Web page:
The Biden campaign plans to focus its messages this week on “the difference between what Joe Biden called for and what Donald Trump did at crucial inflection points” since the pandemic arrived in America, according to a Biden adviser.

What we’re hearing: Expect the Biden campaign to use footage of Trump golfing, holding rallies, complaining about being mistreated by the media and saying he wanted testing slowed down…

Biden’s deputy campaign manager Kate Bedingfield said that Trump’s “streak of failure to protect or even prioritize American lives and jobs is one of the most catastrophic mistakes made by any commander in chief in modern history.”

The pandemic is a liability for Trump with every demographic but obviously one that weighs especially heavily with the group that’s most likely to have a bad outcome if they’re infected. A choice line from the NYT’s latest story on Trump’s struggles with seniors: “In The Times poll, seniors in the battleground states disapproved of Mr. Trump’s handling of the coronavirus pandemic by seven points, 52 percent to 45 percent. By a 26-point margin, this group said the federal government should prioritize containing the pandemic over reopening the economy.” In a way, Biden and Trump are offering the same argument to older voters: The other guy won’t protect you. It’s just that they’re referencing two different forms of protection.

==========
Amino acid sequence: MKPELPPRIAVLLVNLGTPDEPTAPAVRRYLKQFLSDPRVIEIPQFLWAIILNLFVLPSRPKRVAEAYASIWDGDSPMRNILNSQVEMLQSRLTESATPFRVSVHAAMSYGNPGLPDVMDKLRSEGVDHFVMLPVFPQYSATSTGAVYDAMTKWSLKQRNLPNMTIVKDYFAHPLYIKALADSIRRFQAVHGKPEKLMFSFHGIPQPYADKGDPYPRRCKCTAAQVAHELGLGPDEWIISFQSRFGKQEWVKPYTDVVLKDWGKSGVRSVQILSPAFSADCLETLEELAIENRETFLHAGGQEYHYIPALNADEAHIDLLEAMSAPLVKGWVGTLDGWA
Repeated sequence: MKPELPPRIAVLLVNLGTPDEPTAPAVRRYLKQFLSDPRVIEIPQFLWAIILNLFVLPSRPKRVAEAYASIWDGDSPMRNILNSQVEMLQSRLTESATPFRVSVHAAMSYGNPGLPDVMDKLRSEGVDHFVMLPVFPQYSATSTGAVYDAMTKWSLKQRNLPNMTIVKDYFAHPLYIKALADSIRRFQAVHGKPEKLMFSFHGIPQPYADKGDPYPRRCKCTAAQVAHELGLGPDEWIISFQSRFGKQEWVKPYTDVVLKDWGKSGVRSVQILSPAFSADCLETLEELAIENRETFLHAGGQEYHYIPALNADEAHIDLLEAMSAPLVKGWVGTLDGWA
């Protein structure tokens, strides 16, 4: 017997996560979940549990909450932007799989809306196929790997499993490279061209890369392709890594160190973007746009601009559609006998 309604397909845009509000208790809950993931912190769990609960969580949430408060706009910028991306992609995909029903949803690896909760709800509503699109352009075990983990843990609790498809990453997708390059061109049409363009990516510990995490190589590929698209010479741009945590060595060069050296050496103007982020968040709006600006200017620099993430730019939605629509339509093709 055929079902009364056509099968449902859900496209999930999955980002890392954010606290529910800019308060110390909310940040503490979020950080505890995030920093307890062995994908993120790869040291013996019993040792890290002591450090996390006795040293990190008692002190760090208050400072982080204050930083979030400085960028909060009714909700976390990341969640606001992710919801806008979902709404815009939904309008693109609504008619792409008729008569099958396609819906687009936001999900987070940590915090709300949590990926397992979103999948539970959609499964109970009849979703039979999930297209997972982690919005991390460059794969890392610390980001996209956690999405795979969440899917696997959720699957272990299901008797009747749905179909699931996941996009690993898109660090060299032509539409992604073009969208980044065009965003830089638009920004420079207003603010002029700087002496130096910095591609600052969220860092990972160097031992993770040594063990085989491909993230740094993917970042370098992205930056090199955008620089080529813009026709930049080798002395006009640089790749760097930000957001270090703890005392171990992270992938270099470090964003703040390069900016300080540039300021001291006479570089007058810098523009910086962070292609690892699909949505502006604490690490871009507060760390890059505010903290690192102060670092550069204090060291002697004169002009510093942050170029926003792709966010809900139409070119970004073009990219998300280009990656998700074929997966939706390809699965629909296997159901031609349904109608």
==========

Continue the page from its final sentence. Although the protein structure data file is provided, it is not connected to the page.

Needless to say, the debates this fall will be very important. For many voters that’ll be the acid test of whether Biden’s fit for the job. Trump was in the same position four years ago, not in terms of his mental wherewithal but in terms of whether he was just too … Trumpy to vote for. He was not, voters decided. Biden needs three crisp debates against the president to put to rest some of those doubts identified in the Rasmussen poll about his acuity. If he falters, that’s a potential eleventh-hour game-changer in the campaign. If Trump gets some good economic news in September and October on top of it, that may be all it takes to make another 2016 “inside straight in the Rust Belt” scenario possible for POTUS.